Dropshipping is a business model that has been gaining traction over the past few years as eCommerce has exploded. Instead of holding and managing inventory as a retailer- whether online or brick & mortar – you fulfill orders as they come in by sending the order directly to your supplier who then ships it out for you. This means that instead of having an inventory sitting on your shelf or in your warehouse, there’s just one transaction between you and the customer with no need to keep any stock waiting around. 3pl logistics is a Third-Party Logistics Services provider and aims to provide you with the best services.
Dropshipping is also known as “dealing” or “wholesale buying”. When I refer to drop shipping in this article, I’m talking about drop shipping as a business model.
In this guide, we’re going to cover what drop shipping is and how you can start doing it, as well as the pros & cons of running a business that way. We’ll go over where to find suppliers and how to negotiate with them so they offer the best deal for you. And finally, we’ll look at some pitfalls of drop shipping so you don’t accidentally fall into them.
For those curious on the numbers side of things before jumping in head-first:
In 2016 alone there were an estimated 442 million products offered via drop shipping, and those retailers made $6.6 billion in revenue.
$890 million of the $1.2 billion spent online on Thanksgiving day comes from drop shippers, which means they account for more than 1/3rd of all online sales on that day!
The first thing we need to do is to look at how it works:
What Is Drop Shipping?
It’s an eCommerce retailer’s dream: You get paid upfront for your product without having to worry about paying anything else like stock storage fees or even postage to send out packages. This has huge benefits as you can offer lower prices since you don’t have fulfillment costs eating into the markup, and there are no minimum order requirements or quotas to worry about.
This makes it very easy to start an eCommerce store – you just need a platform like Shopify or WooCommerce, and you can have your own online shop where people can buy your products right away.
It works in the opposite way in comparison with the traditional retail model: Find a supplier that has what you want to sell, put in an order when they have it ready for you, then ship it out when someone buys from your store. When you’re sourcing your supplier this is something that’s very important – they have to have good relationships with their suppliers so they are able to quickly get stuck. They will also need systems in place like backup suppliers (just in case) and flexible fulfillment options to be able to stay competitive.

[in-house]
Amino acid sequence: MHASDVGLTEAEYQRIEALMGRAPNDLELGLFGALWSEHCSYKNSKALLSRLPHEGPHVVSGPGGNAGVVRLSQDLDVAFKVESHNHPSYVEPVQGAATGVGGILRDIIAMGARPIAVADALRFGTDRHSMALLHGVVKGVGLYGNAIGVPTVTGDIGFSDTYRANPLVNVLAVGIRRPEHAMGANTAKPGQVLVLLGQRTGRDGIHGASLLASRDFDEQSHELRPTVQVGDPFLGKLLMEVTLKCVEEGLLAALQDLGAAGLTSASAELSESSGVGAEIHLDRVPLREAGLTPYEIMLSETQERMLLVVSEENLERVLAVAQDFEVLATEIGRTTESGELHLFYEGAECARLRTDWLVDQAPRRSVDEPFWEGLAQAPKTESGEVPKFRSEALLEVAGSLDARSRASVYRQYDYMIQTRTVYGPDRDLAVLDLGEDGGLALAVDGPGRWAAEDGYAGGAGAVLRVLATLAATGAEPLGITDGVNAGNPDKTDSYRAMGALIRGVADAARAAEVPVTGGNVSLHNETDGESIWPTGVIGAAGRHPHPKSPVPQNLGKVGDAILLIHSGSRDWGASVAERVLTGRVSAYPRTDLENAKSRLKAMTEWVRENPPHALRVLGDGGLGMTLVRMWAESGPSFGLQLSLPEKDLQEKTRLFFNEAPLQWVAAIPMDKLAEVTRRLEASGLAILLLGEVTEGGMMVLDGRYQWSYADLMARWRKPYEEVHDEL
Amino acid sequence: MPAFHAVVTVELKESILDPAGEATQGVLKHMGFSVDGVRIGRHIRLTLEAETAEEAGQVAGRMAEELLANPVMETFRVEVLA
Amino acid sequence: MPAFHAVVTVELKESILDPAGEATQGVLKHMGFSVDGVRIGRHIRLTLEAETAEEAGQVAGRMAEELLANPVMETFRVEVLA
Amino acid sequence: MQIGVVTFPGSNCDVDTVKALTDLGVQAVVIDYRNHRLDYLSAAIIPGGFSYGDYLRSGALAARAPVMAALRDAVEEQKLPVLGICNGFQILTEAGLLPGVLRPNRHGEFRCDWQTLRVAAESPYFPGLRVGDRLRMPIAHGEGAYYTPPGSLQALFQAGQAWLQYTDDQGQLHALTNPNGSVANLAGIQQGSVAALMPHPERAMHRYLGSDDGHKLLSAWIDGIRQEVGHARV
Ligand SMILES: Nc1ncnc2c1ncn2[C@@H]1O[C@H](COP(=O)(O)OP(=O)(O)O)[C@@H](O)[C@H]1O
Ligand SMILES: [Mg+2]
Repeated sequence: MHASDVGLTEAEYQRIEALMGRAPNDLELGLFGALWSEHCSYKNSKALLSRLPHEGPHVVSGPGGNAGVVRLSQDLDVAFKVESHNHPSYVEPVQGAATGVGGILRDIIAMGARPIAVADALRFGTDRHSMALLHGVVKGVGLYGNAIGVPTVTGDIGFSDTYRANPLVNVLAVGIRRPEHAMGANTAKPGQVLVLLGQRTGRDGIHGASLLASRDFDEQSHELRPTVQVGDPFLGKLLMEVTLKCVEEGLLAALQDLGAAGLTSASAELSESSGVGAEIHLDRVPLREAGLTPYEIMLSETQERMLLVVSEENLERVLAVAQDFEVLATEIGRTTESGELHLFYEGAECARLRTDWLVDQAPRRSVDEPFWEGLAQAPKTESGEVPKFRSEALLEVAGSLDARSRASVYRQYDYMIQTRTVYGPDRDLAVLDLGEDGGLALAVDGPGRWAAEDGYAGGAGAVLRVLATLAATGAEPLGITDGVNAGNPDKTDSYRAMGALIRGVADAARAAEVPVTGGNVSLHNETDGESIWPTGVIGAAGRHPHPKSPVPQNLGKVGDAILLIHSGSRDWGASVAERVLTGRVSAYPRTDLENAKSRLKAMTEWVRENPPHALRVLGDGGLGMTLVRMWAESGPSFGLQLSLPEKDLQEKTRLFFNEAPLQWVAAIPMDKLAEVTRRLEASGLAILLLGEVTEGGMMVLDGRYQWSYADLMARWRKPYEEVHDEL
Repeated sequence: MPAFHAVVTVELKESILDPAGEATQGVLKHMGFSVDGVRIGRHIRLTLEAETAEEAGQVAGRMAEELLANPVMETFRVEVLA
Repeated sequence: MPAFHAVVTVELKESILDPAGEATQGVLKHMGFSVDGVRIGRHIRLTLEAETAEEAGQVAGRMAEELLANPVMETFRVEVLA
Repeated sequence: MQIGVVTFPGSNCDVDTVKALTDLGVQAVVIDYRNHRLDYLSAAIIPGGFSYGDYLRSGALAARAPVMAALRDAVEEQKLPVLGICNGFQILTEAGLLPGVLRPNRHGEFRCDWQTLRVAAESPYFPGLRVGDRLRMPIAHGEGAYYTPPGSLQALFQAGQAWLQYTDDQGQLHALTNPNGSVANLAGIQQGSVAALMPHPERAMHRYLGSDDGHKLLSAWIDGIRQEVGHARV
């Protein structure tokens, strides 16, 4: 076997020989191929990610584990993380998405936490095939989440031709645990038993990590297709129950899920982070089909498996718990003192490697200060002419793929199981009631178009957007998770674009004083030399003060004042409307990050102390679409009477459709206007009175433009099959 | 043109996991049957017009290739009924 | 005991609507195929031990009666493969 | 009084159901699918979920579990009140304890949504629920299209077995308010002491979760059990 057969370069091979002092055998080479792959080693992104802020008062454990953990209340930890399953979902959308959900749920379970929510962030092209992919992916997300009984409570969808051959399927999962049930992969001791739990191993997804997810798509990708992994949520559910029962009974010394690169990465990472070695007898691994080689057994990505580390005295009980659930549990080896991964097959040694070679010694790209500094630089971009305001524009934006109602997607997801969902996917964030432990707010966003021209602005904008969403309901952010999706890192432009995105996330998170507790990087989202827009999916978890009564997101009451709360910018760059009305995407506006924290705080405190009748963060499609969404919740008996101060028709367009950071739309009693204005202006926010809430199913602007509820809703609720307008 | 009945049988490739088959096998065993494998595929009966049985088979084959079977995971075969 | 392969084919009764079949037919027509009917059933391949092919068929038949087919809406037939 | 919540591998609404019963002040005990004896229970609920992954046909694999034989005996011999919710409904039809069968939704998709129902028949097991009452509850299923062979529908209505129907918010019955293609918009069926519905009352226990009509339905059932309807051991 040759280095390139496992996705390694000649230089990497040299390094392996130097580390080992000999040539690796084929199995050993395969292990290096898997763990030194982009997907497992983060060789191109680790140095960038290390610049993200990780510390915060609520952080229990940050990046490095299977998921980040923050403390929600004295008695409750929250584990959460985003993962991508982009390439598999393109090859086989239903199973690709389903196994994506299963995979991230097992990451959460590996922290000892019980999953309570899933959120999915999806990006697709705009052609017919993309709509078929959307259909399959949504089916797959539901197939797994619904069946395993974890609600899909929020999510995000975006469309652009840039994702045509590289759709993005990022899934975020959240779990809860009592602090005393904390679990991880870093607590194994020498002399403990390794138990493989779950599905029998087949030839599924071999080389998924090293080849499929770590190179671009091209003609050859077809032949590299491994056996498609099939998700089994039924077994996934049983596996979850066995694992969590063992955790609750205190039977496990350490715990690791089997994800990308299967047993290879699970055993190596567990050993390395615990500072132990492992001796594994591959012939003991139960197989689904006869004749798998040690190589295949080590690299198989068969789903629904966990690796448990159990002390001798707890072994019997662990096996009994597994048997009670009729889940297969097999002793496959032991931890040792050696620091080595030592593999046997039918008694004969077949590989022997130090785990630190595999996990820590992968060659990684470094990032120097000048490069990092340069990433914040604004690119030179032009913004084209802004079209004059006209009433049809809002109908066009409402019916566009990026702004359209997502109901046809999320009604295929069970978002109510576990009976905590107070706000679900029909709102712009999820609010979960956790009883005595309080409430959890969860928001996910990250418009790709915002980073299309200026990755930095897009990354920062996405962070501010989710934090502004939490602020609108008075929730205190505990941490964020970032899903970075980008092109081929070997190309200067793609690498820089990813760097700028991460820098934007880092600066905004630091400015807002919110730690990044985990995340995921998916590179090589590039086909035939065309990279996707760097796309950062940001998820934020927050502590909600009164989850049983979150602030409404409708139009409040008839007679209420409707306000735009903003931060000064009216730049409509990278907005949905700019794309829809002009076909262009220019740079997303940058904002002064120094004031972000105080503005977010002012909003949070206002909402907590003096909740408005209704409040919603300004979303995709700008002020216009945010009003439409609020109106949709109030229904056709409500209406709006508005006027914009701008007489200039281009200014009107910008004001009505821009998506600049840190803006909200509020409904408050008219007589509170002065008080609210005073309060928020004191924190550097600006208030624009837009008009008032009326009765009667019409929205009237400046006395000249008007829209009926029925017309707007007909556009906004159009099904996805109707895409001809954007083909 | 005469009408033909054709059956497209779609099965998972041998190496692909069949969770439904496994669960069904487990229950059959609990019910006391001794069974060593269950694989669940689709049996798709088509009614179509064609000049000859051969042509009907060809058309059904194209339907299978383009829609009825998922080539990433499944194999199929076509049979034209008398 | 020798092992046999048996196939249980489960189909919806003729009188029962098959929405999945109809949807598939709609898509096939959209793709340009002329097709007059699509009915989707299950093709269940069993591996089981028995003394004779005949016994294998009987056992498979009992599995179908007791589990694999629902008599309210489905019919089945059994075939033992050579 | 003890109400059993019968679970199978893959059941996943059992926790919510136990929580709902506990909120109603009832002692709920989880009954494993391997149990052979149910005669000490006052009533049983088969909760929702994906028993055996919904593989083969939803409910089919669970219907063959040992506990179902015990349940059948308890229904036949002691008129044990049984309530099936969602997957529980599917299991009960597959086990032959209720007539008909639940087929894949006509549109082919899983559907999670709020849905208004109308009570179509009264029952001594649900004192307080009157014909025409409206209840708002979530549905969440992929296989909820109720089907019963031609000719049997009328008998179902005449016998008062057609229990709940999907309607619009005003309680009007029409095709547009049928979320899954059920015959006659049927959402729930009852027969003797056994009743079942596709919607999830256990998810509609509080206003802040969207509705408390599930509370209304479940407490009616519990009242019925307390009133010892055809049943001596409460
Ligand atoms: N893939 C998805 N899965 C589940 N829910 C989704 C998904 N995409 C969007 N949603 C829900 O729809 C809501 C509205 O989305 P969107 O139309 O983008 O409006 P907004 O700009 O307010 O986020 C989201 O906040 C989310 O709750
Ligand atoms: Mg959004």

There are a few reasons why this method has become so popular:
No upfront inventory costs – You don’t need to pay anything upfront for your stock! So you can begin selling right away without having to wait for investors or loans.
Every supplier will have its own minimum order requirement, but most suppliers will not require any orders to be made at all. You can just get them when someone orders from your store, which cuts down on leftover inventory because everything is sold as it’s ordered. This also massively reduces the risk of buying too much stock and ending up with excess sitting in storage somewhere – so no more unsellable overstock or wasted ad space on your website. Flexible fulfillment options – When you’re selling via drop shipping you don’t actually fulfill the order yourself (i.e. send the product out) as every other eCommerce retailer does. The “fulfillment” part is handled by the supplier of the products, and there are several different options that you can choose from depending on the situation: Dropshipping – This is where the supplier ships out the order directly to your customer. You never handle any of the products and don’t need to keep stock in a warehouse (you only deal with orders). If someone wants multiple products, like a shirt & tie, then they will be shipped together but separately (which means you need to make sure you have enough space for both items in one delivery box). Dropshipping works well with office supply stores because most items are lightweight. Warehousing – This is where the supplier keeps all of their inventory at their warehouse and simply prints off an invoice with your customer’s address when you place an.
When your customer receives their package, they might notice a “shipping error” on the invoice and call you up to make sure it’s corrected before they pay. The supplier will generally ship out all your orders in bulk every few days, so you’ll need a warehouse suitable for storing the items until then. Wholesaling – This is where the supplier keeps all of their inventory at their warehouse and you pick it up yourself when needed. You’ll need to store your stock somewhere, so if you’re only ordering a small amount every few days then the supplier might be able to work with your budget.